To Tagore knowledge had no limit, but mystery also had no end. Dissatisfaction with the actual and a yearning for the beyond were the keynote of all the religions. Humans struggled to attain perfection always and to fail to achieve it was never a disgrace. But to lack the desire for it was indeed a misfortune. Every human was struggling for spiritual freedom.

Perfect freedom lay in the harmony of relationship which was realized not through knowing, but in being. Objects and knowledge maintained an infinite distance from us when we were simply the knowers. For knowledge was not union. We could only attain the world of freedom through perfect sympathy.

Tagore in a vision once described how the invisible screen of the commonplace had been removed from all things and the fragments of their unmeaning had then lost their individual isolation.The unity of vision then filled him uniting these fragments into an ever-widening individuality which was a spirited work of art. This vision to Tagore was of course based on experience. Not just knowledge. One had to expand one's mental horizons and see that all was spiritually alive. That the world was not alien to us. Every object had something ineffible about it.

The religion of the poet had no place for any fixed doctrine. Religion if it was true was an endless adventure of one's entire being pushed towards a truth which was revealed in this very quest. No one had exclusive possession of the truth for the one truth had many faces. Its variations were determined by the accidents of history and geography. Unity in diversity versus a standard uniformity was the core of the Indian outlook. The U.S. needed this badly. So did the rest of the world.

Tagore felt it was like touching both extremes at once. Humans were born to love and to be loved. Humans were like this. The power of the world lay in its movement--not its boundaries. Ego extinction and self-control were the way to fulfillment. Channels of light and power were instruments of the divine. One needed to work in the world, but without being effected by it was absolutely crucial. One could not really become too immune to change.By living in the spirit this liberated us from the mechanism of compulsion. Inspiration then led us to worthy goals. It was liberation from the compulsions of nature and the restraints of history.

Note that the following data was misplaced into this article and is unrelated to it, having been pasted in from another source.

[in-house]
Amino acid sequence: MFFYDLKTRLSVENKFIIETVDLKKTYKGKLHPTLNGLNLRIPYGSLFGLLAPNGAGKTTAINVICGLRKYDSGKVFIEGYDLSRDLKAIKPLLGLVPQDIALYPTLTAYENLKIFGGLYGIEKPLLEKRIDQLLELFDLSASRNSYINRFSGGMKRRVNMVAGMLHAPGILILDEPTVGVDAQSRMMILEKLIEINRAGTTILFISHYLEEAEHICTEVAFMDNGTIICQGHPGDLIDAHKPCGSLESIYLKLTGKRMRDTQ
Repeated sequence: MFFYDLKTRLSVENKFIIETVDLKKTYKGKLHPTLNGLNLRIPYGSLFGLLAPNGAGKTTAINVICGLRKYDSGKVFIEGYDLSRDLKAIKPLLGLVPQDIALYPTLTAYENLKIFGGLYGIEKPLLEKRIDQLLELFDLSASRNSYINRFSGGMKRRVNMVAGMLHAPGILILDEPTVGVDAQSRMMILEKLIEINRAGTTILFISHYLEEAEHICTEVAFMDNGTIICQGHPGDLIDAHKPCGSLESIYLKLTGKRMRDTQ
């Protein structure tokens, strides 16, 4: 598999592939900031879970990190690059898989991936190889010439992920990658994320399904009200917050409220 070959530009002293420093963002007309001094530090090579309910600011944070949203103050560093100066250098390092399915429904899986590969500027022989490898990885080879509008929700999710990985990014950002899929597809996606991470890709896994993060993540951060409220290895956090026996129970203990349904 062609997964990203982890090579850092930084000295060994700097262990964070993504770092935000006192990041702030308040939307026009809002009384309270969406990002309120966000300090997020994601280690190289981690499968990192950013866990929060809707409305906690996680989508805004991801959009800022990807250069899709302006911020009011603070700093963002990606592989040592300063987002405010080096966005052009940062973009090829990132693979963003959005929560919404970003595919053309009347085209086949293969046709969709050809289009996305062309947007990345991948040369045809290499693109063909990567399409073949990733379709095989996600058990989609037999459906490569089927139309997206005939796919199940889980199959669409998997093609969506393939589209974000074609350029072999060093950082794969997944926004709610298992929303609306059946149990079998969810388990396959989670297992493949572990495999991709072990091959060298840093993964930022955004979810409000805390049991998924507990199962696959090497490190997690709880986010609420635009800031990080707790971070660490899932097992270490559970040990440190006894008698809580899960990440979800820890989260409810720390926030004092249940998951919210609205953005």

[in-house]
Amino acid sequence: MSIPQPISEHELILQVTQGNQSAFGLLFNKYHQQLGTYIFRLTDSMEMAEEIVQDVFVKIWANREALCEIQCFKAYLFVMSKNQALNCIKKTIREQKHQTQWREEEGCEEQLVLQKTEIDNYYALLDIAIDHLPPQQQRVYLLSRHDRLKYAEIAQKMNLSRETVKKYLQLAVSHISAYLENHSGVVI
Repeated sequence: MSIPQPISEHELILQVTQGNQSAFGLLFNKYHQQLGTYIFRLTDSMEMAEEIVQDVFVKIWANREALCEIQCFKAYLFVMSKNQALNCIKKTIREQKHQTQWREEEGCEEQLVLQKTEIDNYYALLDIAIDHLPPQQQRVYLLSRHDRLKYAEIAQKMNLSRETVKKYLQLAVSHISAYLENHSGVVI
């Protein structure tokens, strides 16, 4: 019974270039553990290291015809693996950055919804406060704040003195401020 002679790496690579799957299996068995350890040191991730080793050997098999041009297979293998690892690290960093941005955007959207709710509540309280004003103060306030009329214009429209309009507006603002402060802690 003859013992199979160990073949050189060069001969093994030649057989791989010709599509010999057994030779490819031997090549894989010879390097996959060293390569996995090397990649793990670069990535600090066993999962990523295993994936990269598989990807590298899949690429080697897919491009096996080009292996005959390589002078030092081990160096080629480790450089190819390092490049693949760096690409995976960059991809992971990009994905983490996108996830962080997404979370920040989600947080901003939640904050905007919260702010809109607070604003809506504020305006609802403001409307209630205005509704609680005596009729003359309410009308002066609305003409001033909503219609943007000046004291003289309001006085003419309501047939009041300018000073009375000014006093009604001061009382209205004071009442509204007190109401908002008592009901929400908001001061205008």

Tagore felt that the present trends towards the extinction of the individual as human beings were mobilized in both war and peace as mere instruments for the will of a ruling clique not only dehumanized both men and women. But also injured and cramped life in general. The best people in all countries found their affinity with one another. A reversal of spiritual values was now critical. Creative individuals usually worked with energy in a very patient manner. It was important to let the emerging global civilization become a great channel of communication for all races. It was a mighty regeneration brought on through love and suffering.

All contents of this site copyright by Michael Arthur Finberg